‘All That We Love’ Review: Margaret Cho Brings Delight to Dramedy as She Mourns the Loss of a Dog

Tribeca 2024: The latest film from Yen Tan confronts how we all move on

A woman with medium-toned skin stands in an interior location, looking tranquil.
Margaret Cho in "All That We Love" (Courtesy Tribeca)

There comes a time when anyone with a dog must inevitably say goodbye. Though I didn’t know it then, my final farewell came when visiting home before later heading off to cover this year’s SXSW. Shortly after filing my final review of the already not-exactly-happy film “Civil War,” I got that sad phone call saying my childhood dog was gone.

It was a moment that was unexpectedly disorienting as, in addition to being a world away in a state of exhaustion, it brought rushing in how a part of me is now gone too. The person I was and the past I had with this silly dog are now forever confined to memories that could never replace the real thing. We like to think this is something we’ll be able to handle as we grow older, but that is not always so easy. A dog is never just a dog. It’s a being you care for and cares for you in what can be a mighty lonely world. 

It is this state of mind and emotion that writer/director Yen Tan throws us into with “All That We Love.” Premiering Saturday at the 2024 Tribeca Film Festival, it’s a relatively light though still effective dramedy that begins with the death of a dog. Shot with a gentle touch where we hear sounds like a wind chime and observe empty spaces, it’s a tranquil moment that will then become complicated by the sadness to come.

Specifically, we witness the moments before the death of the canine companion to Margaret Cho’s Emma. Where some other movies (looking at you, “Marley and Me”) can take a more cloying approach in how they build to this impending loss, “All That We Love” comes right out of the gate with it. In a story cowritten with Clay Liford, Tan then takes us into the more complicated and thorny emotions Emma gets caught in. Many are brought to the surface by this death, making it the lens through which her life is refracted. 

Namely, this centers around Emma’s relationship with her family. Her daughter Maggie (Alice Lee) is planning a big move to Australia with her boyfriend. The mother and daughter remain close, though with a complicated relationship, as both were all the other had when the family’s patriarch walked out on them. Now Andy (Kenneth Choi) has returned from Singapore, both to remain sober and to relaunch his career as an actor, following its earlier implosion. 

When Emma begins to reconnect with her ex, she does so over the objections of her best friend Stan (Jesse Tyler Ferguson), who remembers the struggles they had when Andy left. That’s all informed by how he is still dealing with a recent loss of his own. While there are silly moments that ensue, all of it is infused with a sentimental and sincere tone. Though it comesclose to falling into saccharine territory, a bittersweet edge keeps it sharp.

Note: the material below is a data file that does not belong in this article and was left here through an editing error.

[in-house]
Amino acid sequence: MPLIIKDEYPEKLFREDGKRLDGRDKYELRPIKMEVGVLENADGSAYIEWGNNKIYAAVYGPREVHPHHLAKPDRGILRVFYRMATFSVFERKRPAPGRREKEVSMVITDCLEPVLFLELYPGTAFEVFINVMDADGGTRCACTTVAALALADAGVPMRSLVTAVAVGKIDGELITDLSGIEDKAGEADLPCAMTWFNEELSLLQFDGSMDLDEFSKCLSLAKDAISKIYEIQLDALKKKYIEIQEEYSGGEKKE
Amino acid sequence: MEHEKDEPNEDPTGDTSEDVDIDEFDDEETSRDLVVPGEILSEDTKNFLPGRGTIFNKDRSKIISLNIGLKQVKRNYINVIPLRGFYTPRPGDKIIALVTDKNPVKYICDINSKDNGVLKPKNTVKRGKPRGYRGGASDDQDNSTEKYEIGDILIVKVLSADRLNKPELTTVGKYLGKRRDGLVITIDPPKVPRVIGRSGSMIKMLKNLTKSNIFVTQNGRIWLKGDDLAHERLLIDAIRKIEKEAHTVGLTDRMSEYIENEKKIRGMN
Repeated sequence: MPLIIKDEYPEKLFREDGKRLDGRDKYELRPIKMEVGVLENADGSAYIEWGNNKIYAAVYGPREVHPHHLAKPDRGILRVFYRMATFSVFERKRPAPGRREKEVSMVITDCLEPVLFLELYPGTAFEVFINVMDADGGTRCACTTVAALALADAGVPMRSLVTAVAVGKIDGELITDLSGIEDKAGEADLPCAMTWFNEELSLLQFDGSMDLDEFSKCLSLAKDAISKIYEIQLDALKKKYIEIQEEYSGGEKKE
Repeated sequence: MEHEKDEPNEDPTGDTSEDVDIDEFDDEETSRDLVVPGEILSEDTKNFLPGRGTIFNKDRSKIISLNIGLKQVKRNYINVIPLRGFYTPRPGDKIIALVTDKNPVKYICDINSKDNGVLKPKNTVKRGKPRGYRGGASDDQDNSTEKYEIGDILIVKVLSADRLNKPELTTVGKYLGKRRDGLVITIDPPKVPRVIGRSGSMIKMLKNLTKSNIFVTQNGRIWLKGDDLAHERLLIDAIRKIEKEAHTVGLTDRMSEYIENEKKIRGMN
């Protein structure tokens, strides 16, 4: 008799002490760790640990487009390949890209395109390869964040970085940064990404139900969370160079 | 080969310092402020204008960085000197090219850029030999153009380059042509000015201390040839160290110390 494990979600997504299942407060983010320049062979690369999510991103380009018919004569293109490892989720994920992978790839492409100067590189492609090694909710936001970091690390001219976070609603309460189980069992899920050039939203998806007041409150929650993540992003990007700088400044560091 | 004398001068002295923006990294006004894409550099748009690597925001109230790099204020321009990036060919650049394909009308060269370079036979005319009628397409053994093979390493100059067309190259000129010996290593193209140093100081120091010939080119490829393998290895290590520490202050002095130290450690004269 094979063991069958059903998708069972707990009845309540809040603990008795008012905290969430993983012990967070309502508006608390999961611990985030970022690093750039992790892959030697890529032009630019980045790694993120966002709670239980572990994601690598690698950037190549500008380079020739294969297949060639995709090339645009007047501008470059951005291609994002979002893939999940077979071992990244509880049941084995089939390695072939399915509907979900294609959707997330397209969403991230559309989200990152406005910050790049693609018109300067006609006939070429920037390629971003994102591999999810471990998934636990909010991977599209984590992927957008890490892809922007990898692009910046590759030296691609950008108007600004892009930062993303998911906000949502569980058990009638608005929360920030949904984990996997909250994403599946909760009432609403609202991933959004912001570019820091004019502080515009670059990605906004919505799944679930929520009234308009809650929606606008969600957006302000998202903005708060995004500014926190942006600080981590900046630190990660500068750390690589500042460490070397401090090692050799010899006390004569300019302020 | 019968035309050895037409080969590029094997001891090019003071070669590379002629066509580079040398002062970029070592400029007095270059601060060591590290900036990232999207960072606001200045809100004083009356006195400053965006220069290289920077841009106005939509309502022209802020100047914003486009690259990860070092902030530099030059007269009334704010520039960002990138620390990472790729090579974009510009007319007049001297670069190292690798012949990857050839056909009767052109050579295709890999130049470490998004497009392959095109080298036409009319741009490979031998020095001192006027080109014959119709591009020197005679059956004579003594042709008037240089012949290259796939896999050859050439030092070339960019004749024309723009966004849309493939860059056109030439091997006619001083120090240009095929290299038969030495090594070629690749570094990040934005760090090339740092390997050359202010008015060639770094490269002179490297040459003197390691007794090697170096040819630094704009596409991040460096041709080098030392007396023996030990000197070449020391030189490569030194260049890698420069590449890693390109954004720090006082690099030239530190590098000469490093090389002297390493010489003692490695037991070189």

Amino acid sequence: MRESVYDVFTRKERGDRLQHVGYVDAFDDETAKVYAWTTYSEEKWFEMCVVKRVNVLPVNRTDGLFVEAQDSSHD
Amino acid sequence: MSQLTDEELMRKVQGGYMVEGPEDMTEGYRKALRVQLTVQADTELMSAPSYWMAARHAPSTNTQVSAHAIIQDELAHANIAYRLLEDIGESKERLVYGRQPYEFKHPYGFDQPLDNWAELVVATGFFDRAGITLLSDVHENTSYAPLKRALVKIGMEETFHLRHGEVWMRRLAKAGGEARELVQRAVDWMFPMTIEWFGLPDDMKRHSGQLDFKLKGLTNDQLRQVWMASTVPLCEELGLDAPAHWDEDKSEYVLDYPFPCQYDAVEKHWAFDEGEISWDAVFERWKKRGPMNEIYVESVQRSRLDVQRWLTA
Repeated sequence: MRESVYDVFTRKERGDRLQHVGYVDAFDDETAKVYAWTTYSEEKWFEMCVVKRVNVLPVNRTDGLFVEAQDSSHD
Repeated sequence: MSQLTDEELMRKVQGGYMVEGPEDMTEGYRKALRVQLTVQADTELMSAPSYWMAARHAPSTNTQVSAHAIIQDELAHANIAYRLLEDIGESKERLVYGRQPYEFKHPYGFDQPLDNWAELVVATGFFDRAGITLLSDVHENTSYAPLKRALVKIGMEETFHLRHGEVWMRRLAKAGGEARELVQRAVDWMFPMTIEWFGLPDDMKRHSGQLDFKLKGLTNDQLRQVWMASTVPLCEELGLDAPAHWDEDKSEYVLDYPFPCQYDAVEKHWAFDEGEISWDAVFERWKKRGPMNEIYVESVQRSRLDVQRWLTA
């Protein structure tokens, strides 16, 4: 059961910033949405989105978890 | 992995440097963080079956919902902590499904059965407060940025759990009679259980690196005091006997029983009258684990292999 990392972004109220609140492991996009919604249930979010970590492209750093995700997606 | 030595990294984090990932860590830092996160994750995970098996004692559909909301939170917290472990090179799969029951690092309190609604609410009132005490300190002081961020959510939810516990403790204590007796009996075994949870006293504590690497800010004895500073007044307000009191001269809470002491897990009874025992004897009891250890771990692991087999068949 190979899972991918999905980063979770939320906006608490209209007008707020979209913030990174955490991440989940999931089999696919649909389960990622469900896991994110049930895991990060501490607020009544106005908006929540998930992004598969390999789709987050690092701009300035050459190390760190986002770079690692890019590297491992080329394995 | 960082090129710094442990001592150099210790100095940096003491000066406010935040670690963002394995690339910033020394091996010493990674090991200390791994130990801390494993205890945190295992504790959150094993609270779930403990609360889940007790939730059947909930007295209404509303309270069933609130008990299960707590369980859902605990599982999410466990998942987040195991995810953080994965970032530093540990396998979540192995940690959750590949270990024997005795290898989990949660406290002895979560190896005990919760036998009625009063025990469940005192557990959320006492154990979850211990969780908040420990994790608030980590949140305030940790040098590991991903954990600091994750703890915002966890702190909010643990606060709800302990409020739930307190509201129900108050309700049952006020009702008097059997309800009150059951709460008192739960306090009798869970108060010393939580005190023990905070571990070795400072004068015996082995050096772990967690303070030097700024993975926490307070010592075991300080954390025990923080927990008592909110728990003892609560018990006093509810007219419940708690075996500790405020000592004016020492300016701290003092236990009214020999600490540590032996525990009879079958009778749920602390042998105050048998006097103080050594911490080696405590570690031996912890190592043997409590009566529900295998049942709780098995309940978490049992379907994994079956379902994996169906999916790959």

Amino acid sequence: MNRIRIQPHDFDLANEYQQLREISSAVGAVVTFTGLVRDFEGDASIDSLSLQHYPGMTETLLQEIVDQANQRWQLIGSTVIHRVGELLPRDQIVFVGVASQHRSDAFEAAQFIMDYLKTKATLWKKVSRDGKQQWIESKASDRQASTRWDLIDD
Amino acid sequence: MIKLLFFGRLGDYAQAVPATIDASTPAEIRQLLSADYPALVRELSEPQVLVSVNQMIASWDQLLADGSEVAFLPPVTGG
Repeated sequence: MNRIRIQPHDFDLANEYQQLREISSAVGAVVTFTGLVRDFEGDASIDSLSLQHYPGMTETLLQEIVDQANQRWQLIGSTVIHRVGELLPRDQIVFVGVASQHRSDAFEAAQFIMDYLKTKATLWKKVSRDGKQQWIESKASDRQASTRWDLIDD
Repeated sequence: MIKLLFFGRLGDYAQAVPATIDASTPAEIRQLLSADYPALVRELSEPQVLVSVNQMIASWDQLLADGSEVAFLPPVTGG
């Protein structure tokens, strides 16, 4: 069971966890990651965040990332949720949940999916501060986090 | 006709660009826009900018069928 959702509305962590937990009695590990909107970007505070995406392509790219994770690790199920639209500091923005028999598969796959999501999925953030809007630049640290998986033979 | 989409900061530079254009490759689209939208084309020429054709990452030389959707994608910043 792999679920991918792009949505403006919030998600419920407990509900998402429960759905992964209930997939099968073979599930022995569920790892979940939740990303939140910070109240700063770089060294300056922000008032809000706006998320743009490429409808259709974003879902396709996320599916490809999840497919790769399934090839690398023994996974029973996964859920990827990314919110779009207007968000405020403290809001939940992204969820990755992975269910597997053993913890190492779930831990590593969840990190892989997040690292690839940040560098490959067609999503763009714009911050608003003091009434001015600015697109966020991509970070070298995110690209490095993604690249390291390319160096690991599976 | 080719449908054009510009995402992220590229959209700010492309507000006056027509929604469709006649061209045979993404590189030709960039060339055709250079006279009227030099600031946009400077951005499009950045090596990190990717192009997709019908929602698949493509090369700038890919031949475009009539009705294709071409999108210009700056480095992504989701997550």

Some of this comes from Stan, who delivers playful yet still withering lines, like when he kicks Emma out of his car after driving his drunk friend home. However, the core of the film remains Cho who, while great in supporting roles as in the recent “Fire Island,” is especially excellent here. As a woman going through a bit of a midlife crisis, she walks a tricky tightrope between capturing a more earnest melancholy while also being kind of a mess. 

Whether it’s a subtly awkward scene at her work or when an attempt to adopt an adorable yet annoying new dog immediately goes off the rails, we feel Emma going through it. She’s not quite sure what to do, but she’s just going to keep pushing until she figures it out. Cho is delightful in these moments. Whether it’s perfectly playing drunk or when Emma has forgotten her loss and is going through her routine, every emotion is earned. 

Even while stretches of the film can get increasingly bogged down in some awkward dialogue that’s a bit on the nose in how characters spell out exactly what they’re feeling, both the cast and the filmmakers always find something more genuinely thoughtful at the end of the rough spots. The scenes between Cho and Choi are the standouts of the experience as both capture the familiar rhythms the two characters have with each other, just as they’re now different people.

When they talk about their now departed dog, the dialogue takes on an almost wistful tone that could be wearisome if lesser actors were delivering it. Instead, we feel the hurt in their voices just as there is joy in finding someone that they can talk to about the pain they’re each still sorting through. 

In the end, that is where the film ultimately finds its strongest beats. Another tranquil moment in a diner echoes the beginning as we are allowed to linger and reflect in silence. It ensures that, while the film might not be as consistently funny as you’d hope, you go with it because of the heart at its core.

This even includes a moment near the close where, while not on the level of a project like the upcoming “Bird,” we get a flash of something a bit more fantastical surrounding the initial loss. Though some could easily groan, this is still understated enough to avoid feeling manipulative. Rather, it’s an honest glimpse into how loss sticks with us. Only when we face it can we find slices of peace and learn to enjoy the wind chimes again.

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